Move, move, move…you hear it all the time!

You know it’s good for you, you know it’s key for your overall health, but you may not realize how it can affect your hormone balance. Exercise is a great leveler.  It’s like the hall monitor from school that tells everyone it’s time to get back to the areas they came from and keeps the halls from mass chaos.  It can reduce your excess hormones and keep the balance of hormones in your body, avoiding hormonal chaos. Some of the hormones that can be affected by exercise include estrogen, testosterone, cortisol, and human growth hormone.

Let’s take a look at how exercise plays hall-monitor and can affect levels of key hormones and the best types of workouts to get the benefits.

Exercise and Estrogen

This is the hormone that gets blamed for EVERYTHING that goes wrong in the female body.

After all, it is the female sex hormone. Did you know that estrogen is also produced in men through an enzyme that turns testosterone into estradiol? Men need some estrogen for a healthy sex drive but too much estrogen can go hand in hand with low testosterone.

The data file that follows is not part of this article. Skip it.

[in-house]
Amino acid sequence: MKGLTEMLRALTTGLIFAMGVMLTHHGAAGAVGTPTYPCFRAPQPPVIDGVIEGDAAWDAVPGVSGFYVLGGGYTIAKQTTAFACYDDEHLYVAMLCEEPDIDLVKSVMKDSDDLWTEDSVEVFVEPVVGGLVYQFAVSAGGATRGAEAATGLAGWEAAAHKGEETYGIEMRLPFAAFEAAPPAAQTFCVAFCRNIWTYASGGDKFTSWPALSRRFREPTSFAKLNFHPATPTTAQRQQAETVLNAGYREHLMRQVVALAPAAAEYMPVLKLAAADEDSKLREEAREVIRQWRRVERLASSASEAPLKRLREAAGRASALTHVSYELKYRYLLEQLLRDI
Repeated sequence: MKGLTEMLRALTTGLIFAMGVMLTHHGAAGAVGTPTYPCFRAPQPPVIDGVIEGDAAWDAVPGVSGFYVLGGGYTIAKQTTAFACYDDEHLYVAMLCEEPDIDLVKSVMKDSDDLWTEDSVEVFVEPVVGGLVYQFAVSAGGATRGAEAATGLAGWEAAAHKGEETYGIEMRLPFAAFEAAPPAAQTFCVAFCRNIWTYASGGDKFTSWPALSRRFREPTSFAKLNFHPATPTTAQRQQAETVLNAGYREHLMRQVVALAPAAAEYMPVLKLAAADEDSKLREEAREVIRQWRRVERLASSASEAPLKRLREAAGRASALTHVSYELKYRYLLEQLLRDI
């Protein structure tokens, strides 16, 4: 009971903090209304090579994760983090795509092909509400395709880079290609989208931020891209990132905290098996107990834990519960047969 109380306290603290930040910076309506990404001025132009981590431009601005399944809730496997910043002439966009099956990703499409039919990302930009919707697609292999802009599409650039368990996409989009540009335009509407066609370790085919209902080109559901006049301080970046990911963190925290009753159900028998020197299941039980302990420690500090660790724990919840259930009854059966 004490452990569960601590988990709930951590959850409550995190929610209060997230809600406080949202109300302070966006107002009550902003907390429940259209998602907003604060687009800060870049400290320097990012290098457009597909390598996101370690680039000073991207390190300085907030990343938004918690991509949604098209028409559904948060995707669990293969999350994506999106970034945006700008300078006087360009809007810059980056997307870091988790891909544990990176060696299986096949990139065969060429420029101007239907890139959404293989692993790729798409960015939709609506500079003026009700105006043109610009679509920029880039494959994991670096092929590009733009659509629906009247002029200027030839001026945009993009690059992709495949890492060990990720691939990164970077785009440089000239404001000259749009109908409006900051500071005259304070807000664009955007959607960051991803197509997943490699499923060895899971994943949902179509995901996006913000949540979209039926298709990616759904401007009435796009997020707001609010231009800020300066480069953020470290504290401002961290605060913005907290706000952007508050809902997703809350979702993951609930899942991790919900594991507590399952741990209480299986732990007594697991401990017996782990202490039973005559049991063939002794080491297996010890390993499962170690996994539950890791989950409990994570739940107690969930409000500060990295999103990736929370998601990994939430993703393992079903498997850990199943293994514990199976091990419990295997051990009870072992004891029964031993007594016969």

For women, estrogen is important for healthy bones and cholesterol in particular. It’s a fine balance though as too much estrogen raises the risk of breast cancer. Experts estimate that by the age of 35, a lot of women are in “estrogen dominance” due to the amount of estrogen they have. And that’s a big problem given that lots of things can potentially increase your estrogen levels, including contraceptive pills, pesticides in foods, plastics, make-up…you get the picture. Scary stuff, right?